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  • 9

    The Elliptical Elastic-Plastic Microcontact Analysis

    Jung Ching Chung Department of Aircraft Engineering,

    Air Force Institute of Technology

    Taiwan ROC

    1. Introduction

    The elastic-plastic contact of a flat and an asperity which shape is a sphere or an ellipsoid is a fundamental problem in contact mechanics. It is applicable in tribological problems arising from the points of contact between two rough surfaces, such as gear teeth, cam and follower and micro-switches etc. Indeed, numerous works on the contact of rough surfaces were published so far (see review by Liu et al.). Many of these works are based on modeling the contact behavior of a single spherical asperity, which is then incorporated in a statistical model of multiple asperity contact. Based on the Hertz theory, the pioneering work on contact models of pure elastic sphere was developed by Greenwood and Williamson (GW) . The GW model used the solution of the frictionless contact of an elastic hemisphere and a rigid flat to model an entire contacting surface of asperities with a postulated Gaussian height distribution. The basic GW model had been extended to include such aspects as curved surfaces (by Greenwood and Tripp), two rough surfaces with misaligned asperities (by Greenwood and Tripp) and non-uniform radii of curvature of asperity peaks (by Hisakado). Abbott and Firestone introduced the basic plastic contact model, which was known as surface micro-geometry model. In this model the contact area of a rough surface is equal to the geometrical intersection of the original undeformed profile with the flat. Based on the experimental results, Pullen and Williamson proposed a volume conservation model for the fully plastic contact of a rough surface. The works on the above two models are suitable for the pure elastic or pure plastic deformation of contacting spheres. In order to bridge the two extreme models, elastic and fully plastic, Chang et al. (CEB model) extended the GW model by developing an elastic- plastic contact model that incorporated the effect of volume conservation of a sphere tip above the critical interference. Numerical results obtained from the CEB model are compared with the other existing models. In the CEB model, there is no transition regime from the elastic deformation to the fully plastic deformation regime. These deficiencies triggered several modifications by other researchers. Zhao et al. (the ZMC model) used mathematical smoothing expressions to incorporate the transition of the contact load and contact area expression between the elastic and fully plastic deformation regions. Kogut and Etsion (KE model) performed a finite element analysis on the elastic-plastic contact of a deformable sphere and a rigid flat by using constitutive laws appropriate to any mode of deformations. It offered a general dimensionless relation for the contact load, contact area

  • New Tribological Ways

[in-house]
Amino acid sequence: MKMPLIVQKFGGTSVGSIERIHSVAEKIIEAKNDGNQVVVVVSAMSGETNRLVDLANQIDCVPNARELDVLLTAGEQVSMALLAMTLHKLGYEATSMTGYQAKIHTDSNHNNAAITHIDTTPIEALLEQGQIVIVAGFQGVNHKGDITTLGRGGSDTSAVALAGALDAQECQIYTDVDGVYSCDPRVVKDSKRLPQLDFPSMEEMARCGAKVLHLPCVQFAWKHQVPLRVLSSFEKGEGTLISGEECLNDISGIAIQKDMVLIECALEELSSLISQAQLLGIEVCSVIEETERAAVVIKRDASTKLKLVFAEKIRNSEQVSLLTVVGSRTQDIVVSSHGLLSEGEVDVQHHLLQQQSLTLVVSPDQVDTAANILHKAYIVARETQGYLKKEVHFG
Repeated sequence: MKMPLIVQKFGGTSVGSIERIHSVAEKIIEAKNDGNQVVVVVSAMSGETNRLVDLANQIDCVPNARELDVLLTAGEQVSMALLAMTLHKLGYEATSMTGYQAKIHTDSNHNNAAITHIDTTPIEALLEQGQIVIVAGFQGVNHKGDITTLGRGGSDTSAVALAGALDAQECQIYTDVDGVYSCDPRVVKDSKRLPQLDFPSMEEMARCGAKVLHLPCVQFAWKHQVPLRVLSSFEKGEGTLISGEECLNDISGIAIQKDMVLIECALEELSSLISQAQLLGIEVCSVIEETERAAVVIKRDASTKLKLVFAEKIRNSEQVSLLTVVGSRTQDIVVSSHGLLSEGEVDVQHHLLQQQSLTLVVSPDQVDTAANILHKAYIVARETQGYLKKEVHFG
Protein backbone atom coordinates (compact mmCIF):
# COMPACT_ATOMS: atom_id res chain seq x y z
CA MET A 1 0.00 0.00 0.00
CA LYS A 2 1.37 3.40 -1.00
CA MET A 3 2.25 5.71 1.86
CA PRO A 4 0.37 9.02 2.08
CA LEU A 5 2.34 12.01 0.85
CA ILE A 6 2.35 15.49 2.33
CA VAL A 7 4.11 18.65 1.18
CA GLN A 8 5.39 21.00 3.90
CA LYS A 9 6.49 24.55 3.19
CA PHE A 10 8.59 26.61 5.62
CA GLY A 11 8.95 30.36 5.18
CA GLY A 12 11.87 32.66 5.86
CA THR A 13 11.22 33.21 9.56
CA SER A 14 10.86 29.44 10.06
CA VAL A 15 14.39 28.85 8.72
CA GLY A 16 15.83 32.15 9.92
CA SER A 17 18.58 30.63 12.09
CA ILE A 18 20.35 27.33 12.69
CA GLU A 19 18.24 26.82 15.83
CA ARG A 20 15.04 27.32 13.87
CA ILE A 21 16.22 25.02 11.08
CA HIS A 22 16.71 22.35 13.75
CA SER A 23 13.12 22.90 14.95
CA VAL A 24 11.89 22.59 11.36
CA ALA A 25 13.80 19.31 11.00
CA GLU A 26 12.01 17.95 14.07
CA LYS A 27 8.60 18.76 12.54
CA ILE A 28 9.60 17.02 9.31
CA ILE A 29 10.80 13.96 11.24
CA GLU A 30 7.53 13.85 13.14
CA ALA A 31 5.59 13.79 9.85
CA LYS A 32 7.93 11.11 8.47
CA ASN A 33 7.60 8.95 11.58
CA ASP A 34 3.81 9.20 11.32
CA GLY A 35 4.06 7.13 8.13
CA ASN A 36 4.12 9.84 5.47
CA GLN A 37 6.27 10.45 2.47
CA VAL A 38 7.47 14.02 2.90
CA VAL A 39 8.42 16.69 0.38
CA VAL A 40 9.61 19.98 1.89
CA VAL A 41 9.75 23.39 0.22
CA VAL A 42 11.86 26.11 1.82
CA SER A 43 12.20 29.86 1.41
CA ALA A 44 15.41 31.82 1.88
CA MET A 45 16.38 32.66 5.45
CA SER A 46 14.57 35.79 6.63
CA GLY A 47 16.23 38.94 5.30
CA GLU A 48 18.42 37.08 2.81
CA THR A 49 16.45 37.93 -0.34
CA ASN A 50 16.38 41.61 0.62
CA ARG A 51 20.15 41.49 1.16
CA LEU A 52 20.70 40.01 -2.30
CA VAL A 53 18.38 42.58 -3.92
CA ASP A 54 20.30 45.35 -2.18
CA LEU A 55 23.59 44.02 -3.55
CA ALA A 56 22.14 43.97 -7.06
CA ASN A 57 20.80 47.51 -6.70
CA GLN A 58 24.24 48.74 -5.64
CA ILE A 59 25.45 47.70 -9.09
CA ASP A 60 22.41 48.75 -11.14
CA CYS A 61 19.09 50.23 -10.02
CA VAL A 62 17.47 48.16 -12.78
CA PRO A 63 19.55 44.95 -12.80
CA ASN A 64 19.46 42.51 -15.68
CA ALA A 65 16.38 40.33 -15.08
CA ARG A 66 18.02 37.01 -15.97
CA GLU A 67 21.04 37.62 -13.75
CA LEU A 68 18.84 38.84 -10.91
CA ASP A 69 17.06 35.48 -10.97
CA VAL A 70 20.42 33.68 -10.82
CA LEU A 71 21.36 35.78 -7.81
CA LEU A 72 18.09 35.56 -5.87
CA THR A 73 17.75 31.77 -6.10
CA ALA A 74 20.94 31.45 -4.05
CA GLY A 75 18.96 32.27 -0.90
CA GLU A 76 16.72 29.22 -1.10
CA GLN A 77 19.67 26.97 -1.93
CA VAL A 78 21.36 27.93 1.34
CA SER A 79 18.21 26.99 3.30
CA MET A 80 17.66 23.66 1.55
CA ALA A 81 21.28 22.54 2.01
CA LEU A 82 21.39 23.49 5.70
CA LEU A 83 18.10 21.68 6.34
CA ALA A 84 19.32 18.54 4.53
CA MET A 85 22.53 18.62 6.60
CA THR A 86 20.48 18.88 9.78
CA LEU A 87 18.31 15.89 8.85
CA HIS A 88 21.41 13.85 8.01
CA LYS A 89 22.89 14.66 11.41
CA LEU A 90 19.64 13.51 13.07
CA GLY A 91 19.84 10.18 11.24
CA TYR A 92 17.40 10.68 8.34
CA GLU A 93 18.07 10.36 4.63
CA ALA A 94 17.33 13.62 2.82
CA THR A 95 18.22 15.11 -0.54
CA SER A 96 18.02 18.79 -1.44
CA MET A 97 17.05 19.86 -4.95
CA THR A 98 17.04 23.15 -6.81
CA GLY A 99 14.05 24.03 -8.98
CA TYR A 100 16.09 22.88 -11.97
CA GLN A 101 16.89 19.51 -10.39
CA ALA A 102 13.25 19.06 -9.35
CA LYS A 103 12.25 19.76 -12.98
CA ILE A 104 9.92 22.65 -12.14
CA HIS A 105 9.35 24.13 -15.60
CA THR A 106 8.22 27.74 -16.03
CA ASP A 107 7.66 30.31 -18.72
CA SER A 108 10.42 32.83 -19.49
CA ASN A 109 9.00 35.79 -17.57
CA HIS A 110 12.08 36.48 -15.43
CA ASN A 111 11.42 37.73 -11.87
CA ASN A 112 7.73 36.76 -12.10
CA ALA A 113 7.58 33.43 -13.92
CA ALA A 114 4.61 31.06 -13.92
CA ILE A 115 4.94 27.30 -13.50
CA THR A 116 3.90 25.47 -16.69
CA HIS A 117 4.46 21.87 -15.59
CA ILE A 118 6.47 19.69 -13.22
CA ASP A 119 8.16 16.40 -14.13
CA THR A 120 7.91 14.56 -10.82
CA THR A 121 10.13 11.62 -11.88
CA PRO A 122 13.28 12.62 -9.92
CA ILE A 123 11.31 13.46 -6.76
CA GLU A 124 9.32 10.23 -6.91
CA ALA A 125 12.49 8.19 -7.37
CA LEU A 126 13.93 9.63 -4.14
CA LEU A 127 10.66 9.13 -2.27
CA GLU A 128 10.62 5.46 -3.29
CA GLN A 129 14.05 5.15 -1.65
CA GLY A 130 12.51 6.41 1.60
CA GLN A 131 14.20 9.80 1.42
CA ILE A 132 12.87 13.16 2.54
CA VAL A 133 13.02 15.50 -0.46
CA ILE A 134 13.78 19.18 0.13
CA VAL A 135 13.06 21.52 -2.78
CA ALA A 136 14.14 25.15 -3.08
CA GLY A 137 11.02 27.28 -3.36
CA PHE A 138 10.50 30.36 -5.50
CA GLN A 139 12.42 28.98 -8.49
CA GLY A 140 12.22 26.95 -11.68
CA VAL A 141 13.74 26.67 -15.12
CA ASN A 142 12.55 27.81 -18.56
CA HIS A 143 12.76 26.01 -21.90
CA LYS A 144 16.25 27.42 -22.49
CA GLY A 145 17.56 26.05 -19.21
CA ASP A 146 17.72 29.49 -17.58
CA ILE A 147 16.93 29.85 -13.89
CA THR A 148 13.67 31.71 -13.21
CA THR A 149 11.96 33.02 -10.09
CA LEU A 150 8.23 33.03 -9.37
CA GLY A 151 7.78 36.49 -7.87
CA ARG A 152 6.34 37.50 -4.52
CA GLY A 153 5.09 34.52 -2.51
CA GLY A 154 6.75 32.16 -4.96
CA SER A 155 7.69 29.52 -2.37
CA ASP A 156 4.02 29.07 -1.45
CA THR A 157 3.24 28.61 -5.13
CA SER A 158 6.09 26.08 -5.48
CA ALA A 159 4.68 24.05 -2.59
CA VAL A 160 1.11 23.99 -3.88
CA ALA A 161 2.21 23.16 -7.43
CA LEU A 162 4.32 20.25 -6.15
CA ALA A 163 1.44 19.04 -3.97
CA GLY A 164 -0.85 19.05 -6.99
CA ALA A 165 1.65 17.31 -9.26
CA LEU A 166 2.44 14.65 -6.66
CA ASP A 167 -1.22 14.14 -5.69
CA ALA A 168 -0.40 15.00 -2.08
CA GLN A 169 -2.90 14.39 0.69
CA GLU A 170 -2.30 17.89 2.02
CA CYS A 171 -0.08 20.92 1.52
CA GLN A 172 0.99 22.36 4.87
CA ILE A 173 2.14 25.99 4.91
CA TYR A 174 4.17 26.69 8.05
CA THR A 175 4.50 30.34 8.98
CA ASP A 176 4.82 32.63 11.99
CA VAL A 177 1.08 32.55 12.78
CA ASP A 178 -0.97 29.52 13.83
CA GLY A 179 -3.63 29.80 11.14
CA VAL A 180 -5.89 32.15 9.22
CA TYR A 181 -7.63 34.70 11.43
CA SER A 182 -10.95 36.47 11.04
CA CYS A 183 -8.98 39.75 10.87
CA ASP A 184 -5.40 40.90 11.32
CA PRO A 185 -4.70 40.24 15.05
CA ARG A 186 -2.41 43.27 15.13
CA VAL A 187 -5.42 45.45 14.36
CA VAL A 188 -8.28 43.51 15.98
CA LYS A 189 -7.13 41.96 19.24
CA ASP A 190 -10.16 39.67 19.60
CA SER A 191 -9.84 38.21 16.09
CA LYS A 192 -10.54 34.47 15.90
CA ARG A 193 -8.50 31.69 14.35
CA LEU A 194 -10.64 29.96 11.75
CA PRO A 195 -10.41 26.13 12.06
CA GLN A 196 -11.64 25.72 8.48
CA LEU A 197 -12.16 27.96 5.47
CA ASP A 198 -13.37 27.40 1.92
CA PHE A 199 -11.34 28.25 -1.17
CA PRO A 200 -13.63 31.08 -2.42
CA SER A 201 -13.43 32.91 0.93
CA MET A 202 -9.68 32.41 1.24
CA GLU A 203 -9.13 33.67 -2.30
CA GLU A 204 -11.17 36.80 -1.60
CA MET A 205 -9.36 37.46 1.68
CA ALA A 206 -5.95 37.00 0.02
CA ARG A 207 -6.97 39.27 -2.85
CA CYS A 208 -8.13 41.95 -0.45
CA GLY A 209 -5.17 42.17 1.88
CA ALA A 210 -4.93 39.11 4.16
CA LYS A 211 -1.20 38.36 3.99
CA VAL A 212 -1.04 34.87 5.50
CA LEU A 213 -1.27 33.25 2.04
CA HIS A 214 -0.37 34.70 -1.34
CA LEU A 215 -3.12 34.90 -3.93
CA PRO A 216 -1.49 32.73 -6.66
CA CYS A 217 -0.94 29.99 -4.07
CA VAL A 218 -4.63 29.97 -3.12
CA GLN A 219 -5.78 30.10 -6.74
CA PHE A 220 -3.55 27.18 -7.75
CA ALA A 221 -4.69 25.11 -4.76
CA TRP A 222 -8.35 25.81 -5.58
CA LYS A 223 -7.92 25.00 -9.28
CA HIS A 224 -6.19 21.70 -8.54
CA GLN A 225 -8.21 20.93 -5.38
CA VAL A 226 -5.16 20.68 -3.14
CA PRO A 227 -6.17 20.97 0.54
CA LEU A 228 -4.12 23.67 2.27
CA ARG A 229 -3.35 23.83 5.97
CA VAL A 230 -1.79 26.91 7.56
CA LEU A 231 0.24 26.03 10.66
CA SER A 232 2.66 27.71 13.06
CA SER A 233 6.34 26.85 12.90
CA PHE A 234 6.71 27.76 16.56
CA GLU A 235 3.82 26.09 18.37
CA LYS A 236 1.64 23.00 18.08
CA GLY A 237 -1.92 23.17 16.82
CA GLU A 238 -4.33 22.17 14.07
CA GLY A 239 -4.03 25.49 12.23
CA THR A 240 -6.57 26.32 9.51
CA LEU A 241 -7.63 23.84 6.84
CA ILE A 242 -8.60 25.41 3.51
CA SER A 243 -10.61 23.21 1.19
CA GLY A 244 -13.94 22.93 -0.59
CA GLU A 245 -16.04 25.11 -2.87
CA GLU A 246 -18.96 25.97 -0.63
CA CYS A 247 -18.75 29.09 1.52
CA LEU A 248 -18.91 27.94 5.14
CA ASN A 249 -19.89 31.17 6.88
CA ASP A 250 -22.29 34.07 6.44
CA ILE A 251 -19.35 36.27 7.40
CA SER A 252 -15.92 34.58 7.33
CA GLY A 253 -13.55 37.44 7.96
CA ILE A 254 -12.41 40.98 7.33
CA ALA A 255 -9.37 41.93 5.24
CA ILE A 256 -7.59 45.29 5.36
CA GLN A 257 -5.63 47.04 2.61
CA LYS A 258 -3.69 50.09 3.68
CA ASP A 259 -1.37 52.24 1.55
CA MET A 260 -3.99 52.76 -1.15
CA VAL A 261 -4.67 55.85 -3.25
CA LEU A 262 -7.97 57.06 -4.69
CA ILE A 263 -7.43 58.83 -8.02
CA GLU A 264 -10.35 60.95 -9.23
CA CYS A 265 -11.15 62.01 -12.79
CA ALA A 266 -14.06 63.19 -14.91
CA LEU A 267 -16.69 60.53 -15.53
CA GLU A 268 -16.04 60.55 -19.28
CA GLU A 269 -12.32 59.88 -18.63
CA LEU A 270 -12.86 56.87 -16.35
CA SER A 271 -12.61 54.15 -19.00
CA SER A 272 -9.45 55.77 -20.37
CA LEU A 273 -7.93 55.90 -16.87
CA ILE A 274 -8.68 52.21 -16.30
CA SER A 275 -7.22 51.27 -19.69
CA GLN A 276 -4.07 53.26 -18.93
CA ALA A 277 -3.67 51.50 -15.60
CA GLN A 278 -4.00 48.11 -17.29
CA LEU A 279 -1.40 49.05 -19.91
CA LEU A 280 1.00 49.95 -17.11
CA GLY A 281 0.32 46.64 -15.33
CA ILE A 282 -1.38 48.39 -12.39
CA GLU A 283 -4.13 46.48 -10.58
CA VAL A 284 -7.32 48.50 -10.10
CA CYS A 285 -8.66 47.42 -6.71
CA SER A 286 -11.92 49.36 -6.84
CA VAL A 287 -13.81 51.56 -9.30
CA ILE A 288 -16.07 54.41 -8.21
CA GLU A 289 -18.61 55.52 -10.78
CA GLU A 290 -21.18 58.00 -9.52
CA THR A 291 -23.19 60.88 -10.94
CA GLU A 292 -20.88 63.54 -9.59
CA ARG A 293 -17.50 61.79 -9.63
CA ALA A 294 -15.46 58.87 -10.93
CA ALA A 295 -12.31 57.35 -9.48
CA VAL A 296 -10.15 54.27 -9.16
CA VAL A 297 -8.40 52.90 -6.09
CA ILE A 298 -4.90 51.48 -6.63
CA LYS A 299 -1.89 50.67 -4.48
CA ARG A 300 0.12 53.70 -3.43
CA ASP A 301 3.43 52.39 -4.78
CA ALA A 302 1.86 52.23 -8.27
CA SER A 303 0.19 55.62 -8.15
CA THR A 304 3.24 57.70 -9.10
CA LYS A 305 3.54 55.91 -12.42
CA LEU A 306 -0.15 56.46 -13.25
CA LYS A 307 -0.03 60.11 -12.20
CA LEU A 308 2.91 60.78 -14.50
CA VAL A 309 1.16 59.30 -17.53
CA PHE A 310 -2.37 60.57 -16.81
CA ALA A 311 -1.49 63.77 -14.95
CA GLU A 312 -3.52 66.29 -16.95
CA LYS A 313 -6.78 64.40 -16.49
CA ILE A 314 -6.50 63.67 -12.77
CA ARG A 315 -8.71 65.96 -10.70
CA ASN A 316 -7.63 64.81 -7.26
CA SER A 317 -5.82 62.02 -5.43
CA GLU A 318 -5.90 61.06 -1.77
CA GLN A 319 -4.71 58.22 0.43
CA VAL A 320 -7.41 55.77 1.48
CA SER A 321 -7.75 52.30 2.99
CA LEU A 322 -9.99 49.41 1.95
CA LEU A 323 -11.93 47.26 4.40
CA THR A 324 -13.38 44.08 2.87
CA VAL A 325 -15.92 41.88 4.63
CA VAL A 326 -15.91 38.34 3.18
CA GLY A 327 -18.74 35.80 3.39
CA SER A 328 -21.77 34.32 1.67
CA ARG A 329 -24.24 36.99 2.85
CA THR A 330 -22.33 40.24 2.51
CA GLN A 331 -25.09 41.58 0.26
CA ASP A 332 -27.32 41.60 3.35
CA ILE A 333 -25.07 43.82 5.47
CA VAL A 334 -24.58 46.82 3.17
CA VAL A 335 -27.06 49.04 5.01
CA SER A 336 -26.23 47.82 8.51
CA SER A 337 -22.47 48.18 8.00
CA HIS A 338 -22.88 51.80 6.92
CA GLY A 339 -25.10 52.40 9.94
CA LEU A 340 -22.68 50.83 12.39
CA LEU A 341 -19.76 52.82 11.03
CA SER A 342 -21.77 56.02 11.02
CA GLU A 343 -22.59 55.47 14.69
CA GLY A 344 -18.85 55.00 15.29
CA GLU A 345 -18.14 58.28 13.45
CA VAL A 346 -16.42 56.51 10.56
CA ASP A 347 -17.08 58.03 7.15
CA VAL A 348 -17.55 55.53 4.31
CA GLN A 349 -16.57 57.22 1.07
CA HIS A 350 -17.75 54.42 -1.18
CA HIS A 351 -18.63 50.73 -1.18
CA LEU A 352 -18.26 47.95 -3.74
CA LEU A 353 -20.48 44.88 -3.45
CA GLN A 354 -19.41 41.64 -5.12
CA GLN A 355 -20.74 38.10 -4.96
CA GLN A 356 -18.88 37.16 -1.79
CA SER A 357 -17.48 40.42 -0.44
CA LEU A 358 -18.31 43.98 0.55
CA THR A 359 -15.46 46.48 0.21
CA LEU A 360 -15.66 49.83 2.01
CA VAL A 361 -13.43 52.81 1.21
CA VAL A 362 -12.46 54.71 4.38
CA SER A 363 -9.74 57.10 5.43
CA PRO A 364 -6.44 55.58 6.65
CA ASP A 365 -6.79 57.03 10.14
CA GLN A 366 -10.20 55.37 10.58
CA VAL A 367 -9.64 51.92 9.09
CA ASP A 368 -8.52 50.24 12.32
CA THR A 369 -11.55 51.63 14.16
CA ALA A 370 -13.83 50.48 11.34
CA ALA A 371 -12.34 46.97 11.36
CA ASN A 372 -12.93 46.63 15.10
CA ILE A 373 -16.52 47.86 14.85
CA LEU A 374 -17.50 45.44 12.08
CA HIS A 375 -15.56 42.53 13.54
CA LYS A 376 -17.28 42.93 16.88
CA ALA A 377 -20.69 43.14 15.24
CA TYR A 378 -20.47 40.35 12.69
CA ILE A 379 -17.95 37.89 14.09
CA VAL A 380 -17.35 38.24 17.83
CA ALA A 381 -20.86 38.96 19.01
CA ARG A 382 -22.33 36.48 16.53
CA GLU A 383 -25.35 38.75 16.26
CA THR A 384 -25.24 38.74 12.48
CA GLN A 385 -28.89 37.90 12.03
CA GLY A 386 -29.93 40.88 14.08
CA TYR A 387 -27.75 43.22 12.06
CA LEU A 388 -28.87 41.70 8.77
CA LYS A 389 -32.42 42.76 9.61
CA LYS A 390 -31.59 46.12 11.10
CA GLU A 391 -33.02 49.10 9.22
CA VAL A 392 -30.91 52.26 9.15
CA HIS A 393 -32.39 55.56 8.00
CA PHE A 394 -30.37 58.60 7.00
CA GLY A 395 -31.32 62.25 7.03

and mean contact pressure as a function of contact interferences. Jackson and Green had done recently a similar work. In this work, it accounted for geometry and material effects, which were not accounted for in the KE model. Jackson et al. presented a finite element model of the residual stresses and strains that were formed after an elastoplastic hemispherical contact was unloaded. This work also defines an interference at which the maximum residual stress transitions from a location below the contact region and along the axis of symmetry to one near to the surface at the edge of the contact radius (within the pileup). The aforementioned models deal with rough surfaces with isotropic contacts. However, rough surface may have asperities with various curvatures that the different ellipticity ratios of the micro-contacts formed. Bush et al. treated the stochastic contact summits of rough surfaces to be parabolic ellipsoids and applied the Hertzian solution for their deformations. McCool took account of the interaction between two neighboring asperities and modelled the elastic-plastic contact of isotropic and anisotropic solid bodies. Horng extended the CEB model to consider rough surfaces with elliptic contacts and determined the effects of effective radius ratio on the microcontact behavior. Jeng and Wang extend the Horng’s work and the ZMC model to the elliptical contact situation by incorporating the elastic- plastic deformation effect of the anisotropy of the asperities. Chung and Lin used an elastic- plastic fractal model for analyzing the elliptic contact of anisotropic rough surfaces. Buczkowski and Kleiber concentrated their study on building an elasto-plastic statistical model of rough surfaces for which the joint stiffness could be determined in a general way. Lin and Lin used 3-D FEM to investigate the contact behavior of a deformable ellipsoid contacting with a rigid flat in the elastoplastic deformation regime. The above works provided results for the loaded condition case. Calculations of the stress distribution at the points of the compression region only under normal load within the ellipse of contact were dealt with in a number of works. The combined action of normal and tangential loads was also discussed in some works whose authors examined the stress conditions at points of an elastic semi-space. However, the above-mentioned works just discussed the distribution of stresses under the elliptical spot within the elastic deformation regime. The distribution of stresses within the elastoplastic deformation regime was still omitted. Chung presented a finite element model (FEM) of the equivalent von-Mises stress and displacements that were formed for the different ellipticity contact of an ellipsoid with a rigid flat.